Bird’s iView: Streaming Falcons in the City
Peregrine falcons living in a Melbourne office tower are famous thanks to a webcam allowing human viewers to watch the birds feeding, nesting and snoozing live. But what, asks Harry Saddler, do the falcons make of us?
The Wheeler Centre
In 1961, autodidact urbanologist Jane Jacobs forever changed how we understood our cities. ‘Cities have the capability of providing something for everybody,’ she wrote in The Death and Life of Great American Cities, ‘only because, and only when, they are created by everybody.’
More than half a century later, her then-contentious argument – that the real life of a city emerges from the ground up – is a widely accepted wisdom.
Even so, in Melbourne and elsewhere, top-heavy developments are struggling to address urban planning problems like long-term homelessness, under-utilisation of public space and the socioeconomic fracturing of inner-city communities.
However, there are citizens, architects, artists and planners are working to change that. Whether it’s ‘tiny houses’, radically accessible public art spaces or ‘tactical urbanism’, there’s a growing movement devoted to exploring how low-cost, playful, and often impermanent forms of living can improve the lives of city-dwellers in meaningful ways.
RRR broadcaster and former editor of small footprint living bible Assemble Papers Sara Savage is joined by a panel of guests, including Mimi Zeiger, Millie Cattlin and Jessica Christiansen-Franks, for a discussion of engaged, practical city-making with a sense of play.
(Self-Made City is part of the Open House Melbourne program: What Would Jane Do?, and presented in partnership with Open House Melbourne.)
The Wheeler Centre
Boundaries: Mapping Melbourne
'There is always another history or a more private story underneath the public face of any city, of any suburb,' wrote Sophie Cunningham in her acclaimed 2011 book, Melbourne. In Cunningham’s latest project, she continues to excavate these histories, and Melbourne’s shifting boundaries.
What is the history and logic of the current boundaries of the City of Melbourne, and what do we discover when we walk them? Where were the borders, limits and landmarks of the area pre-colonisation, and do they relate in any way to the boundary lines we have today? How do we manage resources, like water, that don’t care about boundaries at all?
Writer Sophie Cunningham and photographer Dianna Wells have been walking and documenting the defining boundaries of the City of Melbourne as part of the city’s Arts Grants program. Join them for a fascinating discussion with historian Gary Presland and water engineer Professor Tony Wong.
Sophie Cunningham, Tony Wong, Dianna Wells and Gary Presland
The Wheeler Centre
The Battle For Our Buildings
The overwhelming majority of Australians say they care deeply about our built heritage, but recent battles over heritage listed Melbourne properties reveal that the protection and preservation of our buildings is fraught.
Grass-roots campaigns to preserve local landmarks – like Bourke Street’s Palace Theatre or Carlton’s Corkman Irish Pub – have tended to focus overwhelmingly on the social significance of our favourite sites, but such battles are often prone to failure. As it stands, it’s highly unlikely that a community’s emotional investment alone is enough to save a building from the march of progress.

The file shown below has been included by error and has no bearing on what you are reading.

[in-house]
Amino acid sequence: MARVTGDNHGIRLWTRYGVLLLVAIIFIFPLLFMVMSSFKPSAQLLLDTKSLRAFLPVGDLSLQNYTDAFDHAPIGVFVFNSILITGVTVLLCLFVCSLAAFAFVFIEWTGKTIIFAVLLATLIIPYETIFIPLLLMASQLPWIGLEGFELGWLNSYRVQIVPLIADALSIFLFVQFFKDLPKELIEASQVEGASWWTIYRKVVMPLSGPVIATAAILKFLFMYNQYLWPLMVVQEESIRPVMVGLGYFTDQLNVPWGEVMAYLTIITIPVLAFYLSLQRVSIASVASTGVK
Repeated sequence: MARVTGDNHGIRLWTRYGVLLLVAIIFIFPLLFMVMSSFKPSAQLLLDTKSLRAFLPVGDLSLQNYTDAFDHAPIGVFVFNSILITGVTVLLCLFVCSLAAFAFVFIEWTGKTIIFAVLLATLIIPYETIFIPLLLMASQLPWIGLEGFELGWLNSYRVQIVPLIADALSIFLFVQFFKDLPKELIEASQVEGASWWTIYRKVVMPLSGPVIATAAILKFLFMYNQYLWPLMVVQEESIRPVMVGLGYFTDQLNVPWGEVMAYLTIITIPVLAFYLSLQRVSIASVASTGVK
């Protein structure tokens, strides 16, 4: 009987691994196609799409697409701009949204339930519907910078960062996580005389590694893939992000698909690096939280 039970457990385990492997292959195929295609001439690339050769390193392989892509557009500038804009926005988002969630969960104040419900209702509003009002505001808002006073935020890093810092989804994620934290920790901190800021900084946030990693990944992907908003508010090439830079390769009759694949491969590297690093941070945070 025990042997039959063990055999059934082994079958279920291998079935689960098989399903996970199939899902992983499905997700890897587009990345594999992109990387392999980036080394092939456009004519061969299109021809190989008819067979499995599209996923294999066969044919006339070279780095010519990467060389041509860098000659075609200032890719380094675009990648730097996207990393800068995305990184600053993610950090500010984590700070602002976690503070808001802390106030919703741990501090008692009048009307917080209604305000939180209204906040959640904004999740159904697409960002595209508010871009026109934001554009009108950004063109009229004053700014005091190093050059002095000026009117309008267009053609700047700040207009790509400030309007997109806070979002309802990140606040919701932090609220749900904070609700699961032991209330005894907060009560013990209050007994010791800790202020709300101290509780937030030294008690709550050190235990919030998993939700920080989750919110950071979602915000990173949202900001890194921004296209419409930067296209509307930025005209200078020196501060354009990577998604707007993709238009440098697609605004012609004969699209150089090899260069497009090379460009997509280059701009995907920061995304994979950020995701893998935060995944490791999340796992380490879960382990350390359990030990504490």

Emma Telfer, Stuart Macintyre, Chris Johnston and Marcus Westbury
Is the bar for ‘heritage protection’ – which must include proof of the historic, aesthetic, social or scientific significance of a site – set too high? Should some buildings be saved simply because of what they mean to us … and how do we measure the strength of a community’s emotional attachment to a building, anyway? What happens to perfectly preserved buildings that sit dormant due to rigid heritage controls? When a site is protected, what happens next?
Open House Melbourne’s Emma Telfer joins panelists including Stuart Macintyre, Chris Johnston and Marcus Westbury for a discussion of what’s worth saving.
The Festival of Questions
The Festival of Questions: Day Pass
Festival day passes are now fully booked – but single session tickets are still available. Browse individual sessions below.
Treat yourself to The Festival of Questions – a series of thoughtful, quick-witted and exhilarating discussions that will change how you see the world. It’s one whole day of querying, questioning, wondering and asking why.
In four sessions across one day…
The Fifth Estate
Dealing with Drugs
The Australia21 report, ‘Can Australia respond to drugs more effectively and safely?’, released in March of this year, argues that it’s time to bring an end to the costly, unavailing campaign of criminalising drug users – and to instead adopt a wide approach to harm reduction.
Sally Warhaft and Bob Carr — Photo: Jon Tjhia
The report’s 13 key recommendations are groundbreaking, and drawn from conversations between people with legal, law enforcement, prison, public health and policy backgrounds. Drug users and their families have endorsed it. So, how have the recommendations been received? And what hope is there for true policy reform?
Alongside former Victorian premier Jeff Kennett, Australia21’s report was launched by former Australian foreign minister and former NSW premier Bob Carr. Carr joins Fifth Estate host Sally Warhaft for a discussion of the so-called war on drugs, and the push for decriminalisation in Australia today.
More broadly, Carr also offers his thoughts on political developments around the globe – including the US, China, Syria and Pakistan.
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